Wednesday, February 18, 2009

Daily Sources 2/18

1. Ambrose Evans-Pritchard at the UK Telegraph reports that Germany's finance minister, Peer Steinbrück, said,
"We have a number of countries in the eurozone that are clearly getting into trouble on their payments. ... The euro-region treaties don't foresee any help for insolvent states, but in reality the others would have to rescue those running into difficulty."
Evans-Pritchard writes:
"Credit default swaps (CDS) measuring risk on Irish debt rose to 386 basis points yesterday despite Berlin's show of support, suggesting that the markets remain sceptical over hard-line German financier's change of heart.

The CDS on Austrian debt surged to 180 on fears of banking contagion from Eastern Europe, while Greece, Belgium, Italy and Spain have all seen a surge in default costs."
Edward Hugh, provides a useful, if somewhat small and blurry, graph of the sovereign bond and CDS spreads of some of the more relevant countries, courtesy of Fistful of Euros:

Meanwhile, Der Spiegel reports that Chancellor Angela Merkel's cabinet agreed today to change the bank bailout law so it can rescue Hypo Real Estate.
"The draft law would allow the federal government to initiate expropriation proceedings until June 30. 'The deadline makes it clear that the option of nationalization as a step toward stability is one which will not be available in the long term and is only conceived as a contribution to meeting the challenges presented by the financial crisis,' the bill reads."
In effect, legislators wanted to establish a levee against speculators acquiring the firm on the cheap--similar to Sarkozy's decision to use France's sovereign wealth fund to protect strategic industries (see Daily Sources 10/29 #3.) David Crossland at Der Spiegel reports on the debate in Germany over bailing out one of their carmakers, Opel.

2. Edward Harrison at Credit Writedowns posts that Switzerland is being threatened with national bankruptcy by its banking system, as per Arthur P. Schmidt interviewed by the Swiss daily Tagesanzeiger. Key excerpts:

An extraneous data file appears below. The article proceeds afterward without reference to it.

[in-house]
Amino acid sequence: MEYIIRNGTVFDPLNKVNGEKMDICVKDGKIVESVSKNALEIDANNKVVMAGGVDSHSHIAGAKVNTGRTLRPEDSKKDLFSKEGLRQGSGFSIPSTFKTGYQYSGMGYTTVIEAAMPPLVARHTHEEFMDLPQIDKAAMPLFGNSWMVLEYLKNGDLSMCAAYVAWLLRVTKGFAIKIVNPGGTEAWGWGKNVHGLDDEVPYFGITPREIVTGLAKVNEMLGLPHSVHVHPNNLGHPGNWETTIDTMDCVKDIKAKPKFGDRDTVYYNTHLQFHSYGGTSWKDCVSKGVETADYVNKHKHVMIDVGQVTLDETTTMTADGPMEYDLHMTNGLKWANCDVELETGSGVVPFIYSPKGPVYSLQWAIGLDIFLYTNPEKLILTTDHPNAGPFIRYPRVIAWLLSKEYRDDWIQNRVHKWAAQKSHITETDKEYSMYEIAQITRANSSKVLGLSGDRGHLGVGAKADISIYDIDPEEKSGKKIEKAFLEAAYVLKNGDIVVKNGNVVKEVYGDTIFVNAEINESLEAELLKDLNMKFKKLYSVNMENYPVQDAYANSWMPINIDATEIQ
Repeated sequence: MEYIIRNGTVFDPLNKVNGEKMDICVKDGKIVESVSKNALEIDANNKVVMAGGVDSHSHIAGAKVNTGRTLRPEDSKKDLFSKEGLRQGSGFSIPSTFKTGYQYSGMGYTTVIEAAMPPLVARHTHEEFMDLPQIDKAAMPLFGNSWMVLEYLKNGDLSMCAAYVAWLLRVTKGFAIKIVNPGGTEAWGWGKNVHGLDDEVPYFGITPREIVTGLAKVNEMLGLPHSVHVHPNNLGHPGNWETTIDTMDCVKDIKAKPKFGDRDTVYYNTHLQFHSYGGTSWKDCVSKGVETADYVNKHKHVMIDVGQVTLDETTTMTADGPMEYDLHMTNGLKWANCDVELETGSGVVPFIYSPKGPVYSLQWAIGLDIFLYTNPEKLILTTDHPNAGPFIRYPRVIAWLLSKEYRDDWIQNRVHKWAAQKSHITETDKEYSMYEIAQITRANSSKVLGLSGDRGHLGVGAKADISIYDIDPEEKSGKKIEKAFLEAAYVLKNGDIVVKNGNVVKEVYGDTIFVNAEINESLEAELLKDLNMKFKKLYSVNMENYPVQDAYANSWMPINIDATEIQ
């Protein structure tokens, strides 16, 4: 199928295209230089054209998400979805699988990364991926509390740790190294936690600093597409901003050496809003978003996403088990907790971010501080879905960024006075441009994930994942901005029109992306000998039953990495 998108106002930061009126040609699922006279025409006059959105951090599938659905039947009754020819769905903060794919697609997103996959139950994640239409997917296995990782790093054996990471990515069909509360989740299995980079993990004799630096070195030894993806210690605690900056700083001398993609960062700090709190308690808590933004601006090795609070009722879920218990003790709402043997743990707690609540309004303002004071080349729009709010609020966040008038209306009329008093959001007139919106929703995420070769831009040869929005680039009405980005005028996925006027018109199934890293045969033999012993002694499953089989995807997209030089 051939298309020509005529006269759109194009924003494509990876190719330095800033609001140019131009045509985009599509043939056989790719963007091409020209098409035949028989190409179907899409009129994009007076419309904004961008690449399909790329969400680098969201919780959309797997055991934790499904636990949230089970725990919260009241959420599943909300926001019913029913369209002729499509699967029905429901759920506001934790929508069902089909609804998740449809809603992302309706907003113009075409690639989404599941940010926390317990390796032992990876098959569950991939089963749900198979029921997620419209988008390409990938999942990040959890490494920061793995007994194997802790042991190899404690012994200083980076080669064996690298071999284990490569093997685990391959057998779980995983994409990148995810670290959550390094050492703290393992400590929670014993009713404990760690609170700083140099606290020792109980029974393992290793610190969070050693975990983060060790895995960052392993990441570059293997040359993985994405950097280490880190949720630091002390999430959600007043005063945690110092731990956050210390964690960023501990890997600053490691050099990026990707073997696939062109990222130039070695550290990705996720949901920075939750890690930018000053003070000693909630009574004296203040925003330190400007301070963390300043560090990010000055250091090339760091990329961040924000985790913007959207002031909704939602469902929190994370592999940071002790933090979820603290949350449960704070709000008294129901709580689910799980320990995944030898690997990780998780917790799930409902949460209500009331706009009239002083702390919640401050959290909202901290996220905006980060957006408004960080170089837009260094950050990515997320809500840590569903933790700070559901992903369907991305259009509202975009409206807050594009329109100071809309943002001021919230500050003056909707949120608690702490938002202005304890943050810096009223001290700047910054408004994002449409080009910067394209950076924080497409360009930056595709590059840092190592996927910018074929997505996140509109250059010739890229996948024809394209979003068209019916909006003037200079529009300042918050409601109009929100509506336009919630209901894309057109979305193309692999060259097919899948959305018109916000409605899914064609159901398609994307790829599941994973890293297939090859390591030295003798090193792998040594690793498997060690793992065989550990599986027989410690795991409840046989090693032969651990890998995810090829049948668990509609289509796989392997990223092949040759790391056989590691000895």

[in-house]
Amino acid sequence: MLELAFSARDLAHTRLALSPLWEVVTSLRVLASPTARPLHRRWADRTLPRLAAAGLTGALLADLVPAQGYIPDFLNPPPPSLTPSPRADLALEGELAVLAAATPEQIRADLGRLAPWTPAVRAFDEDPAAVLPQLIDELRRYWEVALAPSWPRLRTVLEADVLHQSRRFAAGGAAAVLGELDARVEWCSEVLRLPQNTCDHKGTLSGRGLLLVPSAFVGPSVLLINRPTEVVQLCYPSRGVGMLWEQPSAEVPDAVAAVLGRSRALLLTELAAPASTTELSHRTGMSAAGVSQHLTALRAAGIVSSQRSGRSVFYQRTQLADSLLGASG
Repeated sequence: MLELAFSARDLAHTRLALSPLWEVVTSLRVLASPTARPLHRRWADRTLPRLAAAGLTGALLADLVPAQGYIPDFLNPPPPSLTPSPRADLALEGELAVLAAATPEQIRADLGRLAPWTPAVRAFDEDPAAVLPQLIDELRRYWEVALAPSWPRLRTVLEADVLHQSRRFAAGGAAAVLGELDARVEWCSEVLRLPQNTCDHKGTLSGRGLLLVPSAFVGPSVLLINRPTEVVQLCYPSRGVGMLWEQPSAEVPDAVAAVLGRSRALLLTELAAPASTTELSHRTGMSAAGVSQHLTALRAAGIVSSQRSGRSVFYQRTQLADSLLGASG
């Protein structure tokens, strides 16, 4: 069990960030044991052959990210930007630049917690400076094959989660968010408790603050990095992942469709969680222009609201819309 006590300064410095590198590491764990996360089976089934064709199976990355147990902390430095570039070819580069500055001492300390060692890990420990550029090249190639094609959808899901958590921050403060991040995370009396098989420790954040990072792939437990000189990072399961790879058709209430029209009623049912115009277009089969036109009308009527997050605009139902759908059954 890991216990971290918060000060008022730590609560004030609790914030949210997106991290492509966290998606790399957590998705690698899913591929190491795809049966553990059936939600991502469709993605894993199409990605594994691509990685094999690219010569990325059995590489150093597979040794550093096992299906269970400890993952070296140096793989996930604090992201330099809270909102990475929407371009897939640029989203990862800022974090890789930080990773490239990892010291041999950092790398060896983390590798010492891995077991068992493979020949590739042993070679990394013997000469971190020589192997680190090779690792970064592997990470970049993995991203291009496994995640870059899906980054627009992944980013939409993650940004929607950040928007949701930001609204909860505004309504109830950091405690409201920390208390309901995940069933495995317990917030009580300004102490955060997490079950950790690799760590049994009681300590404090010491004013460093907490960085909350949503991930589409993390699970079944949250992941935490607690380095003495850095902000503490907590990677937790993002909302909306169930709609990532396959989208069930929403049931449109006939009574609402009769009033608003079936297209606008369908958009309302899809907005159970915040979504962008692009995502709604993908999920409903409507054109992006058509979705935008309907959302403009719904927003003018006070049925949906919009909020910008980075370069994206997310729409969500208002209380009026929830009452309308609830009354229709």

"In countries such as Poland, Hungary and Croatia, the Swiss franc has become an important currency. Thousands of households and small firms took out loans in Swiss francs, and not in the national currency zloty, forint, or kuna because of lower interest rates. In Hungary, 31% of all loans are in Swiss currency. Amongst household loans, they are almost 60%. ... At the end of September, one had to pay 46 francs for 100 Polish zlotys. Today it is 30 francs."
"According to a report by the Bank for International Settlements worldwide franc loans equivalent to around 675 billion US$ are in circulation--which was about 150 billion directly from Switzerland, 80 billion of Great Britain and about 430 billion US$ through offshore financial centers."
Since the Swiss franc is getting stronger relative to the Eastern European nations, the terms of repayment are de facto getting much steeper, meaning that a good portion of those loans are basically bad. Given the amount loaned, that portion is enough to bankrupt the banks, which will force Bern to bail them out. The bail out will devalue the currency and make its sovereign debt difficult to roll over.

3. Edward Hugh at Fistful of Euros calculates that Ukrainian GDP fell at an annual rate of 20% in January.